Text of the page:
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Molecular and Cellular Characterization of Autism and Language Neural Stem Cells

To begin identifying cellular processes and molecular pathways which may be disrupted in autism, the DiCicco-Bloom and Millonig labs have generated induced pluripotent stem cells (iPSCs) from families with idiopathic autism. They have demonstrated profound autism-specific developmental phenotypes, including deficits in neuronal process outgrowth and cell migration, as well as molecular signaling. They plan to investigate whether these developmental and cellular signaling defects are commonly observed in idiopathic autism and another related neurodevelopmental disorder, by performing studies at the cellular, molecular, and functional levels.

In addition to creating iPSCs for idiopathic autism, the DiCicco-Bloom and Millonig team are employing several other innovative strategies. One, their iPSC dataset is generated from families with two language disorders: autism and Specific Language Impairment or SLI. They are studying families enriched for genetic loci that affect language, and will investigate how language defects are manifested at the molecular and neurobiological levels, across two different diagnostic categories. Two, to potentially identify biomarkers of neurobiological phenotypes they will employ recently developed, state of the art quantitative methods to measure peripheral and central sensory-motor function in autism and SLI. Three, they have developed assays for the rapid determination of developmental phenotypes over several days, and are leveraging new “omic” technologies to identify the downstream molecular pathways responsible for the autism phenotypes.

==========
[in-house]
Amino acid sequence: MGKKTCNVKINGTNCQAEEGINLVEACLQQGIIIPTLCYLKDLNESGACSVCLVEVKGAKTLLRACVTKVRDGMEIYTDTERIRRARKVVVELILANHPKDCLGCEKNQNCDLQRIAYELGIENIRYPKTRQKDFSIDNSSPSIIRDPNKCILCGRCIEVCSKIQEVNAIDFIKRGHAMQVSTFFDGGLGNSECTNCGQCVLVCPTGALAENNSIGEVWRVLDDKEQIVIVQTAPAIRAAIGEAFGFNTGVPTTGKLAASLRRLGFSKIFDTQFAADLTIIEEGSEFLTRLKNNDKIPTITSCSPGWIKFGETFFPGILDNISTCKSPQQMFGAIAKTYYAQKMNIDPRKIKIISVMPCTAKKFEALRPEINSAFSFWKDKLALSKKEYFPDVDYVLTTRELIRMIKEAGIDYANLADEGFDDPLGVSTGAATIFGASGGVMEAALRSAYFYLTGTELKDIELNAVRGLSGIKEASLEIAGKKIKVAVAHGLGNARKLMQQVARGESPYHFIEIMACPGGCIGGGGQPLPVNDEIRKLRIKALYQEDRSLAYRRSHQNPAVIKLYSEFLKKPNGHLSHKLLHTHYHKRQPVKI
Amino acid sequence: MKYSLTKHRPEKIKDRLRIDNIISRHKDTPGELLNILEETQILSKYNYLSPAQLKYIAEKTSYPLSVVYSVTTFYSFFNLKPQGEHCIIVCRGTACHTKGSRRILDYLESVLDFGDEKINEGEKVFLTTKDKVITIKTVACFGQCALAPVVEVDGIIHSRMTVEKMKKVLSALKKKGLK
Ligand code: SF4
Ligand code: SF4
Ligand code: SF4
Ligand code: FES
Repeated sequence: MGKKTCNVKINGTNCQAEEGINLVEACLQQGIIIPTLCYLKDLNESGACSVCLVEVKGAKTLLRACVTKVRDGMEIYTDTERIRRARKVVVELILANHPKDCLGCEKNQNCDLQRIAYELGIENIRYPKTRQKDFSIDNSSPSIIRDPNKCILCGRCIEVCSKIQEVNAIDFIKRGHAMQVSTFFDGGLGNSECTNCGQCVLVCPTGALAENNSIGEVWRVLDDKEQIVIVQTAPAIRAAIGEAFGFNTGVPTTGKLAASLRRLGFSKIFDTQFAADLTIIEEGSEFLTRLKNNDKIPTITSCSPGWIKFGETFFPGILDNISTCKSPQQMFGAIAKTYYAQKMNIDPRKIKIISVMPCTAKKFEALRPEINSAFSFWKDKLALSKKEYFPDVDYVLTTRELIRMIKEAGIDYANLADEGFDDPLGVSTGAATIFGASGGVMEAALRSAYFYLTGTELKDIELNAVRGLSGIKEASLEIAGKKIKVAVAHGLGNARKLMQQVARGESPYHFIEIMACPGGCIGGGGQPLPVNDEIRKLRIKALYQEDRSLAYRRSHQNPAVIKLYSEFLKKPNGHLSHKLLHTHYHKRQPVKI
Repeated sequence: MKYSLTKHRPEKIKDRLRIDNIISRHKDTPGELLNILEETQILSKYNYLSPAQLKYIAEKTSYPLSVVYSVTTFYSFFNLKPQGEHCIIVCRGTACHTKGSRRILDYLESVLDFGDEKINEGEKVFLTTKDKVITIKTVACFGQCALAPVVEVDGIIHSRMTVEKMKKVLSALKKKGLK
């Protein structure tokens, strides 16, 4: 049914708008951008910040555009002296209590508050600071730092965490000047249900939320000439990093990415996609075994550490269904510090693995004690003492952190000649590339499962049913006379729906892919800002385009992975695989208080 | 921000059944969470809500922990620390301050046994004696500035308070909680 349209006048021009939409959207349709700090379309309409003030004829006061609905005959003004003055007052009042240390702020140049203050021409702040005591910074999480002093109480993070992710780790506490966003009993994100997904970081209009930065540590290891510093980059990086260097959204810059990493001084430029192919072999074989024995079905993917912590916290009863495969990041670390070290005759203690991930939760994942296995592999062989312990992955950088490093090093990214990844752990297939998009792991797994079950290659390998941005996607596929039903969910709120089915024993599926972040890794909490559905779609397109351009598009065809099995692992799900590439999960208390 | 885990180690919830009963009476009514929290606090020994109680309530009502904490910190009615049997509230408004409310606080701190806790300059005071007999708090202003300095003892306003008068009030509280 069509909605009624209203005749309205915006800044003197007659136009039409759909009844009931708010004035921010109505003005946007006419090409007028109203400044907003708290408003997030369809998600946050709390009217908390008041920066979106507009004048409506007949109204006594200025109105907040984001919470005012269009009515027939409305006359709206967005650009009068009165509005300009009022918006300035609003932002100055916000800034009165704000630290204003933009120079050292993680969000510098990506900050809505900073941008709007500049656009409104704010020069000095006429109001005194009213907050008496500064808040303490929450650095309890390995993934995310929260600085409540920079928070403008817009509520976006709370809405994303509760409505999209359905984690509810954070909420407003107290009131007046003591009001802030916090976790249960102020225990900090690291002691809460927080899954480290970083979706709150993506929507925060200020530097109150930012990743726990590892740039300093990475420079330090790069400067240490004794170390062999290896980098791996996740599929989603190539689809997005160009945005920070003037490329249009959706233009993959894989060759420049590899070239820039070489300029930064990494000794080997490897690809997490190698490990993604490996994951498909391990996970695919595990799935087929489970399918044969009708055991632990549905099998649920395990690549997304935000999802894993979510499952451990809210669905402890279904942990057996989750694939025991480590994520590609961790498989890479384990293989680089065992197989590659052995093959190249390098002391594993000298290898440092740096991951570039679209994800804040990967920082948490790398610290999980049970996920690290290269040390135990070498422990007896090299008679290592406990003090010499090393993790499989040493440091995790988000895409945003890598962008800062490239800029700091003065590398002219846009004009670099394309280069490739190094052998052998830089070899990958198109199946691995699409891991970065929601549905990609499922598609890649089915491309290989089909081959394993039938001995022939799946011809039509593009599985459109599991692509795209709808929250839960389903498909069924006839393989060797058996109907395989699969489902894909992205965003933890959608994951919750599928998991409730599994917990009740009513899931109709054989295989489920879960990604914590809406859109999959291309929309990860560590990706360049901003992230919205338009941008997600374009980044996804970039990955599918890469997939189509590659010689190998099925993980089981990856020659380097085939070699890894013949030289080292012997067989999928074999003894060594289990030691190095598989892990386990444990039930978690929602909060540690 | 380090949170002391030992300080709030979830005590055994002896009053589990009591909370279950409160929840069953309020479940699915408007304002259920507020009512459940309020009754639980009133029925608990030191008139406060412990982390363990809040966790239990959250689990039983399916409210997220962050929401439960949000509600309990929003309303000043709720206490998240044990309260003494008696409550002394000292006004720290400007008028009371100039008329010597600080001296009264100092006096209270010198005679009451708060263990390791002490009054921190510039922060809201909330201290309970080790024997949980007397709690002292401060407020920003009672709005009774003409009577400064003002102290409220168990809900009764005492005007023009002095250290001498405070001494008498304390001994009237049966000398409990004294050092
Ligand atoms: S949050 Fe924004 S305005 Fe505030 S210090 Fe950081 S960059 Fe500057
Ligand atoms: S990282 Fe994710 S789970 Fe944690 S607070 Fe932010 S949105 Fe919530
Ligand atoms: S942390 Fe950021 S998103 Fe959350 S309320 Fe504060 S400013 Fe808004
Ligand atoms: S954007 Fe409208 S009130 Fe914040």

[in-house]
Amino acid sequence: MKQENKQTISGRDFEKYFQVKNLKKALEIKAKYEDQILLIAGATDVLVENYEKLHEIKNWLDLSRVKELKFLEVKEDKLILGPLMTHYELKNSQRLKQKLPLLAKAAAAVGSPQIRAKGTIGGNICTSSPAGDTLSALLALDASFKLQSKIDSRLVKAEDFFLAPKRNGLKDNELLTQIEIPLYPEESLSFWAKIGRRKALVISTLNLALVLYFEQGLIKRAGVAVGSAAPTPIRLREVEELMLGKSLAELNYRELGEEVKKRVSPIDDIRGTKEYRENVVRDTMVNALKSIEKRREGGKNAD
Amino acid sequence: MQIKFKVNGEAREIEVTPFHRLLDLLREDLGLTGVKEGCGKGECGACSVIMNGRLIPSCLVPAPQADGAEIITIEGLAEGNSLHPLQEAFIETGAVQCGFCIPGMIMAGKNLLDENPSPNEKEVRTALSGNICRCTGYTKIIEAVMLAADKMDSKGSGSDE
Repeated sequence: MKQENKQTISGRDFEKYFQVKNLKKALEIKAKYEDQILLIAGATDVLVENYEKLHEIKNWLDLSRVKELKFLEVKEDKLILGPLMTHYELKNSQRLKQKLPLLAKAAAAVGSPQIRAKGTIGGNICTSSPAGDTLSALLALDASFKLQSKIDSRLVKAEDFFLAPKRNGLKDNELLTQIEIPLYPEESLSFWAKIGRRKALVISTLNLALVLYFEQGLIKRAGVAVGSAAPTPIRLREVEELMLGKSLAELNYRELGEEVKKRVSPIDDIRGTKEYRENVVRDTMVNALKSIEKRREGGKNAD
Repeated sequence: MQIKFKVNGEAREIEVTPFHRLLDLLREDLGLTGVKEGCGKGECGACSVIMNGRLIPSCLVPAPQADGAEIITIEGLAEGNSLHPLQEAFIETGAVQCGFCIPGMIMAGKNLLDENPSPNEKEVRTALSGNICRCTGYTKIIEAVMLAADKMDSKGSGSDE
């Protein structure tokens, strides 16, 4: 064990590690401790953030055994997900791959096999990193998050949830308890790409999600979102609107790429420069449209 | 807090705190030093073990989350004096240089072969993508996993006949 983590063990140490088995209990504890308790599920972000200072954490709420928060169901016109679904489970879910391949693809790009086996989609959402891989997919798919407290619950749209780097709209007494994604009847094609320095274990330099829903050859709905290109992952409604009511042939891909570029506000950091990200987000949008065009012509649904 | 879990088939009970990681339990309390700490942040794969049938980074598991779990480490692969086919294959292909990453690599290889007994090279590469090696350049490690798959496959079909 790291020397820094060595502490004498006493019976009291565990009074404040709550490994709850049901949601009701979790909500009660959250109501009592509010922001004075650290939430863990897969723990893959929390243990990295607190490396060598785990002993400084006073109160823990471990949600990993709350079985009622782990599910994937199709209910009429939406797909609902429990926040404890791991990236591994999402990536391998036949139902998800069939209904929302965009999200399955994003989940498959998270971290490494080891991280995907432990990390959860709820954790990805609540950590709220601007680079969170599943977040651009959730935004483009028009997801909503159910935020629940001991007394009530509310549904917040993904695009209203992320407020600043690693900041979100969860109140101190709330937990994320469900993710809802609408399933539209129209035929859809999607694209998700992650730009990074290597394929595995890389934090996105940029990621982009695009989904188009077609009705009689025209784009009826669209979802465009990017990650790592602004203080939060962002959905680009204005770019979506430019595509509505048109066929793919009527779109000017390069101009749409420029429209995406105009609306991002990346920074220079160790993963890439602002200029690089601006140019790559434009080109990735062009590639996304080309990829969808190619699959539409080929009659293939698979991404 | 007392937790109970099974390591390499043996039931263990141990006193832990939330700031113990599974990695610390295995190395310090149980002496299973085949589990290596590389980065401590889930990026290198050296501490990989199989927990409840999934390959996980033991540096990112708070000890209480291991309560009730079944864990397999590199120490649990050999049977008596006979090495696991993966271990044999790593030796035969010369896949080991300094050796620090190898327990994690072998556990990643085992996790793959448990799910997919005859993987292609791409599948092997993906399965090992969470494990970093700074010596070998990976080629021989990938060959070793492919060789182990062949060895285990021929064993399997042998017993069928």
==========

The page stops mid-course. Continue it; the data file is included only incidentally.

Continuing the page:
Upon the completion of their studies, the DiCicco-Bloom and Millonig team will have a much better understanding of the underlying neurobiological and molecular defects that contribute to autism and language disorders. In turn, they may be able to identify new molecular pathways to target to alter disease progression or reduce disability.